Corrections on right path
For years there has been public demand for more efficient and effective strategies that are smart on crime.
At the Washington state Department of Corrections, we couldn’t agree more. In fact we’ve been reviewing our priorities for many years now, and today we’re seeing positive results across the state, including Spokane County.
In recent years, as the state revenue continued to decline and our budget continued to shrink, we did more than simply look for ways to reduce spending. We used the opportunity to reform the Department of Corrections into an agency that is more efficient, more effective and better equipped to manage a higher-risk offender population.
While the impact of continuous budget cuts was devastating to our staff – closing three prisons, eliminating nearly 1,500 positions, reducing spending by nearly $300 million – we helped balance the state budget without significantly impacting public safety, and increased staff safety at the same time. We also emerged as an agency that is more focused than ever on the higher-risk offenders.
Many people assume that states can save millions of dollars by no longer incarcerating low-risk, nonviolent offenders, particularly those convicted of drug crimes. While that might be the case in some states, Washington has long had one of the lowest incarceration rates in the nation. The overwhelming majority of the 16,000 offenders in Washington prisons today – about 70 percent – are serving sentences for violent crimes, and about half of the remaining 30 percent have committed violent crimes in the past. Only about 8 percent of Washington offenders are serving prison sentences for drug crimes.
The same is true in community corrections, where we now focus more of our resources on supervising those offenders who are considered the highest risk to commit a new crime. Whereas three years ago when we had some community corrections officers who had unmanageable caseloads of 350 lower-risk offenders, today our officers have more consistent and manageable caseloads of about 40 offenders each.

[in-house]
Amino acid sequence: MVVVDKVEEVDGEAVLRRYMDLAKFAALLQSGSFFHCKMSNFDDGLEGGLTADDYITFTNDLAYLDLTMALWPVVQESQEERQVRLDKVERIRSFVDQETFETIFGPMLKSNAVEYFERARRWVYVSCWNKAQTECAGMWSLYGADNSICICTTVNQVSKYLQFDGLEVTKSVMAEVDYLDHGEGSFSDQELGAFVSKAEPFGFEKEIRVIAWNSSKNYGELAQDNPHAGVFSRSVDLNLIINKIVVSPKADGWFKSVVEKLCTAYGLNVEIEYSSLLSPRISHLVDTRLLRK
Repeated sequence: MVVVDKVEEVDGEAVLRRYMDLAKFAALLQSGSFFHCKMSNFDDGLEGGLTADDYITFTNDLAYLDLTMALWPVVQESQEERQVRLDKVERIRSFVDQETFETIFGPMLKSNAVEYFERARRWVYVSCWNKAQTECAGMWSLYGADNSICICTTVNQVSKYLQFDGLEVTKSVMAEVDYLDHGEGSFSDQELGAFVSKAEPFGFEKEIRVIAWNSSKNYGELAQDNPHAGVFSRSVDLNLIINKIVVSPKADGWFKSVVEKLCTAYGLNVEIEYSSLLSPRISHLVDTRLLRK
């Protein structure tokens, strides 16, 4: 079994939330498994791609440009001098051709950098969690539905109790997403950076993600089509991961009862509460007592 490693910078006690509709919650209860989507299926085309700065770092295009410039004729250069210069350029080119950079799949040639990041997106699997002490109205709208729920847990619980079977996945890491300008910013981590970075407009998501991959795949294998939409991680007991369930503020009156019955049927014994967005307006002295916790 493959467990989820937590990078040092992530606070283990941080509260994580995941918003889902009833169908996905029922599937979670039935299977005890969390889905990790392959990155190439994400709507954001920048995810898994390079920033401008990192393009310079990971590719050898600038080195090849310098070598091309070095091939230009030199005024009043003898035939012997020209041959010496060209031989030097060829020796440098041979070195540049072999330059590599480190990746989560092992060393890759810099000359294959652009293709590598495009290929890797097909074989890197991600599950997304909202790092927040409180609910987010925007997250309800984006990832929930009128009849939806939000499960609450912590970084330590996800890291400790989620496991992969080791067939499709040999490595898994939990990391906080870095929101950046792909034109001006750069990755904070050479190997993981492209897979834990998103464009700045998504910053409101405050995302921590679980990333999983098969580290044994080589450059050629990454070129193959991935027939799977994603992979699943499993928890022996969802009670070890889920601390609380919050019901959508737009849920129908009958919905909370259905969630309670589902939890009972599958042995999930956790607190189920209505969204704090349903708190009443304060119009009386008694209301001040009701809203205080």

In all of our divisions we have done much to make our operations as efficient as possible while ensuring public and staff safety. Even as health care and food costs dramatically increased in recent years, the average daily cost of incarceration in Washington dropped from $102 to $92 per offender.
We are in the process of re-engineering the way we supervise offenders in communities across the state – including the 1,500 offenders we supervise in Spokane County – which will both reduce costs and increase public safety. By using swift and certain sanctions when offenders violate the terms of their supervision – which has proven to be highly successful in other states and a pilot project in Seattle at increasing offender compliance – we will reduce the amount the state spends on confinement. And we will invest some of those savings into evidence-based programs that directly target the offenders’ criminal thinking to reduce the likelihood that they will commit a new crime once they complete their community supervision.
At Airway Heights Corrections Center, we recently started a pilot project that will ensure that evidence-based programs that address offenders’ criminal thinking are focused on higher-risk offenders who are near their release dates. We are also installing a Quality Assurance program to make sure that we apply those programs correctly across the state to be as efficient and effective as possible.
Many of the improvements we made, particularly in community corrections, required legislative action that would not have been possible without Gov. Chris Gregoire’s support. If you look at almost any measurement – staff safety, efficiency, recidivism, health care costs, sustainability – you’ll see that the Department of Corrections is a better agency today than it was eight years ago. She deserves credit for a strong and consistent commitment to public safety, even during a historic recession.
Of course, any success we’ve had is ultimately the result of hard work by our staff, the men and women who effectively manage high-risk offenders in prisons and communities each day. Our neighborhoods are safer thanks to the work they do.
Bernie Warner is secretary of the Washington state Department of Corrections.